Close this search box.
World-class environmental research platforms for a sustainable society


South African Environmental Observation Network (SAEON) is a long-term environmental observation and research facility of the National Research Foundation (NRF). SAEON’s three focus areas are environmental observation, data management and education outreach. The Department of Science and Innovation provides core funding for these activities. 

SAEON has a distributed network of seven nodes, two research infrastructures and a national office. The research network covers the major terrestrial and marine ecosystems in South  Africa and supports well over 100 researchers and students a year.

Reflecting on 21 years of NRF-SAEON

Latest Seminar

Title: Carbon and water relations over three growing seasons in an African arid Savanna and grassy shrubland.

Presenter: Dr Amukelani Maluleke (EFTEON)

Anthropogenic climate change and increasing atmospheric carbon dioxide could alter ecosystem and biogeochemical processes in African drylands, potentially affecting land-atmosphere feedbacks. We used a paired-site Eddy Covariance-based approach to compare carbon and water exchange in Savanna and Nama-Karoo biomes, revealing differences in phase and magnitude in carbon fluxes across multiple scales. A Total of -160 g C m -2, was recorded at the Nama Karoo Site, versus a total of -567 g C m-2  over a period of 33 months, with mean annual NEE of -189g C m-2 y-1 and -53 g C m-2 y-1 for the Savanna and Nama Karoo sites, respectively. More carbon uptake was observed during periods of intermediate soil moisture at both sites, with soil moisture also observed to modulate the relationship between nighttime NEE and soil temperature. The rainfall required to trigger ecosystems (and initiate the start of the growing season) into carbon sinks varied across periods, with the Savanna site requiring between 131 mm and 172 mm, and the Nama-Karoo site requiring between 98 mm and 165 mm. A fire event in the second period nearly halved carbon uptake compared to the first period at the Savanna site, also delaying the start of the growing season even with higher rainfall received. The Nama-Karoo site had higher ecosystem water use efficiency (eWUE), but more variability in eWUE was observed at the Savanna site. Both vegetation types were consistent net carbon sinks over three growing seasons, with contrasts in functioning observed under similar climatic conditions.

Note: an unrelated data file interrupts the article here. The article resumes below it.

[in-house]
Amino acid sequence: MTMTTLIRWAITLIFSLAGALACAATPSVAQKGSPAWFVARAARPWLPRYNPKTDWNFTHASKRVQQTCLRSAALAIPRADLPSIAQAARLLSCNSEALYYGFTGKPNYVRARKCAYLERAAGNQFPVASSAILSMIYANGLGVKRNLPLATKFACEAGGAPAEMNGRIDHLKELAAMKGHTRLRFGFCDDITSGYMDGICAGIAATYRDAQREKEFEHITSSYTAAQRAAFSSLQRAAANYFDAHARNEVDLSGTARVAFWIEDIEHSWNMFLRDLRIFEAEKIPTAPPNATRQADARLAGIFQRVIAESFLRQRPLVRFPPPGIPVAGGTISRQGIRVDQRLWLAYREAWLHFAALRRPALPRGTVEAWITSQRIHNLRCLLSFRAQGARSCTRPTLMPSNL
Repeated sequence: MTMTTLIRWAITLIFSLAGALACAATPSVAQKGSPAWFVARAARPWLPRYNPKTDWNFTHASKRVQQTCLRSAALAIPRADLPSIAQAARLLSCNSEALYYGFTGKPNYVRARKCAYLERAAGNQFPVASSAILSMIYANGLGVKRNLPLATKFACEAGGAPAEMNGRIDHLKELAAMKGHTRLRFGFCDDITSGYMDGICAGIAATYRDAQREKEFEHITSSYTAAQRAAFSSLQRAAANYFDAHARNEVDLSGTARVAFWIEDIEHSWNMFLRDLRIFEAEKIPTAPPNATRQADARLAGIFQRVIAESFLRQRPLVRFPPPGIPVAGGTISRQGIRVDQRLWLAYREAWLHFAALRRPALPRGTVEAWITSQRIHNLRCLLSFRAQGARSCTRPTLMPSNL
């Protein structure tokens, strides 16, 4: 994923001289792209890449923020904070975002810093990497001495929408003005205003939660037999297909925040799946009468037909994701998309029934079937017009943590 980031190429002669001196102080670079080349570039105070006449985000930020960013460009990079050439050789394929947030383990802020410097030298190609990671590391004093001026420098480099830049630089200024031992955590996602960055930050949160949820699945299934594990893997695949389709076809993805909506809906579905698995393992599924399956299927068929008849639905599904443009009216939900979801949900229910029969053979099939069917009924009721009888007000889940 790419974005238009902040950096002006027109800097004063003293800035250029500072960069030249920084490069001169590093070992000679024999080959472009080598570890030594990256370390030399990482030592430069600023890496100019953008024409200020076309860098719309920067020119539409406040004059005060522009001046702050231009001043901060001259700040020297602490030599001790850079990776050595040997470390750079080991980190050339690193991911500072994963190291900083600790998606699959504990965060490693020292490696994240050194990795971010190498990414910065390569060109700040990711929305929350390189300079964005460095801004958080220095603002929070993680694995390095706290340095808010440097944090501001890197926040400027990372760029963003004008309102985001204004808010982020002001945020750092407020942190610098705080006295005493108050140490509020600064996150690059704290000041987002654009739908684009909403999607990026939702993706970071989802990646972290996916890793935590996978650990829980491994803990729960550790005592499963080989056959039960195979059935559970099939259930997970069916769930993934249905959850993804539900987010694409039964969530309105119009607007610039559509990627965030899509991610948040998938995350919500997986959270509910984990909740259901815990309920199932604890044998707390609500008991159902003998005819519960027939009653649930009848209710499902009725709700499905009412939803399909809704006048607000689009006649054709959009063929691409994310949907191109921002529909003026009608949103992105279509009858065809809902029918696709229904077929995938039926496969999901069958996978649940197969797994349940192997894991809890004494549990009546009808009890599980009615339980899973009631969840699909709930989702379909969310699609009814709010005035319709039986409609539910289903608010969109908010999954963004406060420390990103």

Latest Training Workshop

GIS for Educators and Learners: free online learning programme aligned to the Curriculum and Assessment Policy Statements.

Presenters: Kogie Govender, Caitlin Ransom, Keneilwe Hlahane, and Rion Lerm

Our Research Nodes

SAEON encompasses seven Research Nodes throughout South Africa and a National Office that is located in the country’s political capital of Pretoria. 

Research Infrastructures​

SAEON manages three research infrastructures developed by the Department of Science and Innovation as part of the South African Research Infrastructure Roadmap (SARIR).

EFTEON aims to provide and operate a network of instrumented landscape-level platforms for the South African environmental research community, focused on socially relevant terrestrial landscapes and their coupled hydrological systems. 

The SMCRI provides an array of instruments and physical research platforms around the coast of South Africa and its sub-antarctic islands to collect long-term reliable data for scientific research to help decision makers formulate appropriate environmental policies to lessen the risk and vulnerability of the coastal zone to climate and global change.

The SAPRI is designed as a consortium hosted at the South African Environmental Observation Network (SAEON). The ultimate objective of SAPRI is to enable balanced research growth across the polar disciplines, and to maintain and further expand the world-class long-term observational datasets already established.

SAEON facilitates and conducts research through platforms and these have grown into a diverse array of sites, instruments, infrastructure, datasets, models and staff, widely distributed across both marine and terrestrial environments. 


Professor Juliet Hermes Earns B1 NRF Rating

Professor Juliet Hermes, Manager at NRF-SAEON’s Egagasini Node and the South African Polar Research Infrastructure (SAPRI), was recently awarded the NRF B1 Rating, a well-deserved recognition that highlights her exceptional research contributions and commitment to the advancement of knowledge in marine sciences.

Read More »